In democratic ages every man is told to ‘think for himself.’ He is led to believe that the opinions he arrives at by the power of his own judgment are the supreme measure of truth in his world, with the end result that his opinions are formed almost entirely by voices emitting from his television set.
Humility is ‘thy will be done.’ Humility is focused on God, not self. Humility is not an exaggeratedly low opinion of yourself. Humility is self-forgetfulness. A humble man never tells you how bad he is. He’s too busy thinking about you to talk about himself. That’s why humility is such a joy and so close to the beatific vision, where we will be so fascinated with God that we forget ourselves completely.
~ Peter Kreeft, via The Radical Life
But in how great an error these persons have entangled themselves, and how far they are distant from that true perfection which we seek, may easily be gathered from their lives and habits. For in every thing, whether It be great or small, they seek their own advantage, and like to be preferred before others; they are self-willed and opinionated, blind to their own faults, sharp-sighted for the faults of others, and severely condemn the sayings and doings of other men.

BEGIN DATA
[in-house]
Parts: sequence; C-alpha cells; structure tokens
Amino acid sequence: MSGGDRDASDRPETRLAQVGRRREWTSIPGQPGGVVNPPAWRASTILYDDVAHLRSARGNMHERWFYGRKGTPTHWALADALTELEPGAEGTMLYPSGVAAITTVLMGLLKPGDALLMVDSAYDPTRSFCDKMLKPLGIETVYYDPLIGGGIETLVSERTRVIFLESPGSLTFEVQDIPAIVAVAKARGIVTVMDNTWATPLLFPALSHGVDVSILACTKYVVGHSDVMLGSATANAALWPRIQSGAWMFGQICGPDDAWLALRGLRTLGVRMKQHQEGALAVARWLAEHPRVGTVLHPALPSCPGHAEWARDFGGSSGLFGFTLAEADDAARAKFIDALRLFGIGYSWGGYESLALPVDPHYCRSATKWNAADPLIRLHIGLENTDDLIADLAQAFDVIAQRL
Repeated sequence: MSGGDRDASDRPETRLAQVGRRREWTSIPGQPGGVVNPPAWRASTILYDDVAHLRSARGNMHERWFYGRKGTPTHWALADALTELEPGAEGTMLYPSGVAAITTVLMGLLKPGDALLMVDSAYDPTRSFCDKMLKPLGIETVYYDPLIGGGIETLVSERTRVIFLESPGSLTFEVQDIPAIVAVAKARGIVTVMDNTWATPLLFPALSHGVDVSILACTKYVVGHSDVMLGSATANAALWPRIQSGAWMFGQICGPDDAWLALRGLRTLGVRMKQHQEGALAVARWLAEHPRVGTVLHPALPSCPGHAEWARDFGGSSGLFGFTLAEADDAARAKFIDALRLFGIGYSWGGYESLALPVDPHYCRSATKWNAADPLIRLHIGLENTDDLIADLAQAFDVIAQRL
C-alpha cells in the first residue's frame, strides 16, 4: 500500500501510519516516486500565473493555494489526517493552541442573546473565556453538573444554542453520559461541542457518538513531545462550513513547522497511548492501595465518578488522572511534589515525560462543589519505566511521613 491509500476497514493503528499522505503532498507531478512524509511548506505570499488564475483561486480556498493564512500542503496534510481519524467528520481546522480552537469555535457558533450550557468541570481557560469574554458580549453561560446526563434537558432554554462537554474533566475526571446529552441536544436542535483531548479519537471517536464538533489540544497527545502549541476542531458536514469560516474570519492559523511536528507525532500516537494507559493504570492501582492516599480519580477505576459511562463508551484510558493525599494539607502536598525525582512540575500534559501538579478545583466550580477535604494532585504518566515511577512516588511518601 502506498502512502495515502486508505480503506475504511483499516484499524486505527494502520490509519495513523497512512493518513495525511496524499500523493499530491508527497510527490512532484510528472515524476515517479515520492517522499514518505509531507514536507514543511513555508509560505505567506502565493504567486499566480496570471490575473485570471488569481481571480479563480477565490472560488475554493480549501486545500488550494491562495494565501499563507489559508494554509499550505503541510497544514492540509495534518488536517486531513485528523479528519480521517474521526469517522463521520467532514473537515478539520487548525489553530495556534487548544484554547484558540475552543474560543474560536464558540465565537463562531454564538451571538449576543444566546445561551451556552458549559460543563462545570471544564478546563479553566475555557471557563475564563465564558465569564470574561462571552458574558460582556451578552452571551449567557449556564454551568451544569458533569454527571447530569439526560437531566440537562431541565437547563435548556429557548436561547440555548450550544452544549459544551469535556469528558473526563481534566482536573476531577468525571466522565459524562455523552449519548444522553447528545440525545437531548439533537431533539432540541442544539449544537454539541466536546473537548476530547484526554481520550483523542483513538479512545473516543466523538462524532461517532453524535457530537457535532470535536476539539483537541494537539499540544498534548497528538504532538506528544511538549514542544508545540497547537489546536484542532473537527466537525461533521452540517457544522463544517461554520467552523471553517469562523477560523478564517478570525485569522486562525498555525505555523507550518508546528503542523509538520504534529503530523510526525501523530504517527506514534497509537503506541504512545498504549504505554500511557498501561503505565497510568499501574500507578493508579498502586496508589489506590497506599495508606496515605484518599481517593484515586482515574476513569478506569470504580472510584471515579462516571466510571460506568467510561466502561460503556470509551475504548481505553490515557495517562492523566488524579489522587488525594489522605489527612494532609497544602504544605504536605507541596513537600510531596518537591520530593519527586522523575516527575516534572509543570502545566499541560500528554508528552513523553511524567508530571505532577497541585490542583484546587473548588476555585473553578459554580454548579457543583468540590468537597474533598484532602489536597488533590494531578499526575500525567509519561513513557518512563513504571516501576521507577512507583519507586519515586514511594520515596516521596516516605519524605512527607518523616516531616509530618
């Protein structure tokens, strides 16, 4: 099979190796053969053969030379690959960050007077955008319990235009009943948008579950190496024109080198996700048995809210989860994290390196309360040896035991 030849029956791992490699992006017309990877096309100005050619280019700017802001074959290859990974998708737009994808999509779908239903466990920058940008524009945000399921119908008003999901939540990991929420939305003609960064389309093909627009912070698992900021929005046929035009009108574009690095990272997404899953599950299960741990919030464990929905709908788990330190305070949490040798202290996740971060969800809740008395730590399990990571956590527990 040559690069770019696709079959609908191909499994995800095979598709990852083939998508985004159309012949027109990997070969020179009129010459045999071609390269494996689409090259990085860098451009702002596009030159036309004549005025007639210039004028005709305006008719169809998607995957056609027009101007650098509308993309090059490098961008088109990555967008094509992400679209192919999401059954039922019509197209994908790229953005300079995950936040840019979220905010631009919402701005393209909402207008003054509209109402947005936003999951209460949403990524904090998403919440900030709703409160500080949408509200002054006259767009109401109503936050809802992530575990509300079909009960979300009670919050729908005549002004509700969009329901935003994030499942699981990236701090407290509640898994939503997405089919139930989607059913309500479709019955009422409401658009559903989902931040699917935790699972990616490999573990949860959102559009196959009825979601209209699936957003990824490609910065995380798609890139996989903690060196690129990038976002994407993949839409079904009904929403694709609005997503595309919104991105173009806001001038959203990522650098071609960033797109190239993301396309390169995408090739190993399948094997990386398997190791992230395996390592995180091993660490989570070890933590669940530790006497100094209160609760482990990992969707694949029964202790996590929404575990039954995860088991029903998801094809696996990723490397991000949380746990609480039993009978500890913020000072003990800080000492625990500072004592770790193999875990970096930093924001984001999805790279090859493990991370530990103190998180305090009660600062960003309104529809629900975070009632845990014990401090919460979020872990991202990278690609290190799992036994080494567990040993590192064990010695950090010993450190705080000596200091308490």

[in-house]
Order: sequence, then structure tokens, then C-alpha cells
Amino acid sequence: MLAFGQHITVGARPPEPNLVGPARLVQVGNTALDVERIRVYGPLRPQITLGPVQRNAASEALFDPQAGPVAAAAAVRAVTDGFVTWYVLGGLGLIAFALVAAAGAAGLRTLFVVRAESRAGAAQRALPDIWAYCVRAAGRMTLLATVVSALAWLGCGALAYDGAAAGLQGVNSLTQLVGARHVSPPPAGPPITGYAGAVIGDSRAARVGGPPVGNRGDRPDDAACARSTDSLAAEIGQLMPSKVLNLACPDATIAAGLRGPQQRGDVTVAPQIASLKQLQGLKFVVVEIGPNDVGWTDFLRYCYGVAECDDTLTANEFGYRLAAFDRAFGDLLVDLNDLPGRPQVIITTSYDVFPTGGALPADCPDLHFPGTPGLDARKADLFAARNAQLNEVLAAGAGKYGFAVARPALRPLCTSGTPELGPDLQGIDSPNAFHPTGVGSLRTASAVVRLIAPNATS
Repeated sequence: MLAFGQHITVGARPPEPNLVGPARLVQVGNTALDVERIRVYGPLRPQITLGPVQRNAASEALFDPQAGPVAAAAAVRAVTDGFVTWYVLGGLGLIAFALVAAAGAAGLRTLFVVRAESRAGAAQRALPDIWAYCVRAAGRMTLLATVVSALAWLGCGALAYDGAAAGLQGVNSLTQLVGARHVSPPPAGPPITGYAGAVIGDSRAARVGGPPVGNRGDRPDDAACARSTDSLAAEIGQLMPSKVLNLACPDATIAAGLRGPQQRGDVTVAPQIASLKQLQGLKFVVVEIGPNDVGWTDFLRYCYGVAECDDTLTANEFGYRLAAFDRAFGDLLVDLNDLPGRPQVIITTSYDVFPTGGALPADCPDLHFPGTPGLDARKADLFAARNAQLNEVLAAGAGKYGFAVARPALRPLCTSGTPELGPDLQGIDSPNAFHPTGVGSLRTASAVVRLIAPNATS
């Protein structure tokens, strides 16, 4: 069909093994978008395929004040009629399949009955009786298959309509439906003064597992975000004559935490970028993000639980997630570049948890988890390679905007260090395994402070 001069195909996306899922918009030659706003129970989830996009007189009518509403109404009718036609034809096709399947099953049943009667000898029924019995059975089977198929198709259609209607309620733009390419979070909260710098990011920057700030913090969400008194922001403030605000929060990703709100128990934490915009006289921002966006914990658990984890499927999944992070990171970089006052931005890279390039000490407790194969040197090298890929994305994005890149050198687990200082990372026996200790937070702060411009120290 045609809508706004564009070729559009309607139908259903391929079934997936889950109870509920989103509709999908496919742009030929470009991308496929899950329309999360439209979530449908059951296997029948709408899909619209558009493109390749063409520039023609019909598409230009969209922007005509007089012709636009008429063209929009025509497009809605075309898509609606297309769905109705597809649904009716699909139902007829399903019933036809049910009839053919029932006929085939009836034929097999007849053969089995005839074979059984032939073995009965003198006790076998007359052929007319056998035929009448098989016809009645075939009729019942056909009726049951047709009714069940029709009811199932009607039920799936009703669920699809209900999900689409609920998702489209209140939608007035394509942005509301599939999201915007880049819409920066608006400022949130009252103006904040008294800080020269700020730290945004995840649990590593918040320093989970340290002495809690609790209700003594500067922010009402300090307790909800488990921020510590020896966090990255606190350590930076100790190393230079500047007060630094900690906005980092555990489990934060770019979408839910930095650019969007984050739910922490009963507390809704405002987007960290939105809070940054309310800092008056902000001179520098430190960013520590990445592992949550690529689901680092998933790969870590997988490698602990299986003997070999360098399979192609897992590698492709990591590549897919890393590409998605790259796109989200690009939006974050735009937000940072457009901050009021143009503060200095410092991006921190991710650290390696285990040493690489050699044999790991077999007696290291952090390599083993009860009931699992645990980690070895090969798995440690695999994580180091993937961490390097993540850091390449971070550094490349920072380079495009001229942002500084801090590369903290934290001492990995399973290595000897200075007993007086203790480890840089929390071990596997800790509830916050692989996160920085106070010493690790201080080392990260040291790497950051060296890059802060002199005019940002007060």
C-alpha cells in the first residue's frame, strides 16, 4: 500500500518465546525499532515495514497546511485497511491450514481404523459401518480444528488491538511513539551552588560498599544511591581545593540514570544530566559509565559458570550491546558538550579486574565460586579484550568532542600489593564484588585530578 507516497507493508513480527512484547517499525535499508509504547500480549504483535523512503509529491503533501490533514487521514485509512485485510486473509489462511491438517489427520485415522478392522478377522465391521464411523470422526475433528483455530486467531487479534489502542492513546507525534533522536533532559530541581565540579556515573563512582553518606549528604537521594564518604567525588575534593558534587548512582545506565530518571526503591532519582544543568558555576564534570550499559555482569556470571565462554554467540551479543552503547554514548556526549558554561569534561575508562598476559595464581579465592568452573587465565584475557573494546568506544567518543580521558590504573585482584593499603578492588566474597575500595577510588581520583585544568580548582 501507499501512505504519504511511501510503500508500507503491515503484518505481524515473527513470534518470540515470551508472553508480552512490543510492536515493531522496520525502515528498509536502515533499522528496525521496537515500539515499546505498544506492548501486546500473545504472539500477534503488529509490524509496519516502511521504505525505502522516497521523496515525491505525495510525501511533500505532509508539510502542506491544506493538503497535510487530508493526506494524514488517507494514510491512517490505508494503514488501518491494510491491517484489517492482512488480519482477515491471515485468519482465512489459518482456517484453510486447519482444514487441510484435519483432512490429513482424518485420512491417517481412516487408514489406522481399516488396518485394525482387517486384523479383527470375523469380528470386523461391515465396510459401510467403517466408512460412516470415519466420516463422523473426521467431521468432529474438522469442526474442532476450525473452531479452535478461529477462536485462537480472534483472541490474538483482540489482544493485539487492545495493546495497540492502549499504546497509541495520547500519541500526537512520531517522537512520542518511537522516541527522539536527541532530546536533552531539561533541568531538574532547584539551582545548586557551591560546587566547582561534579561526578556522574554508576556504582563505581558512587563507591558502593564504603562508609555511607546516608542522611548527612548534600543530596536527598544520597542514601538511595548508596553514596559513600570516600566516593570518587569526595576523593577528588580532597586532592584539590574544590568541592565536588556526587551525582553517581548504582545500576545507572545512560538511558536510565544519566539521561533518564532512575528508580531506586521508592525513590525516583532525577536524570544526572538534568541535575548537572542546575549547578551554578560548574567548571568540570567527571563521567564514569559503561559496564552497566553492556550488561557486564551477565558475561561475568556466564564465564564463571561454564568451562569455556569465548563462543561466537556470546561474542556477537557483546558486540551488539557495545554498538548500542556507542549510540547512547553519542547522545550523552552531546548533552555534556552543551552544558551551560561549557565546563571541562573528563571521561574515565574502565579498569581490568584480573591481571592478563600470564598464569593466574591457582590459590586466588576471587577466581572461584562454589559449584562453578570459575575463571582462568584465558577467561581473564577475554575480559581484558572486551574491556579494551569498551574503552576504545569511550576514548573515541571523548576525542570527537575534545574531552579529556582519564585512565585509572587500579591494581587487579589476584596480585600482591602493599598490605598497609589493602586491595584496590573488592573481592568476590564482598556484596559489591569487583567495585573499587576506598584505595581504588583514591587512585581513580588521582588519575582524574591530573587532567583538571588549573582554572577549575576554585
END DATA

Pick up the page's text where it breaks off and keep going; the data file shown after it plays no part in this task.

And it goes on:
~Lorenzo Scupoli, The Spiritual Combat
Oh, the liberty that is released in our hearts when we let go of the opinions of others! The less we are mesmerized by human voices, the more we are able to hear the Divine voice. The less we are manipulated by the expectations of others, the more we are open to the expectations of God.
In choosing “failure” from the outset, Francis frees himself from the enormous burden of the opinion of others. Beginning with his own father, he rejects knowing who he is only through others. He becomes a free man, a man whose identity comes from God.
~Murray Bodo, O.F.M. — The Way of St. Francis: The Challenge of Franciscan Spirituality for Everyone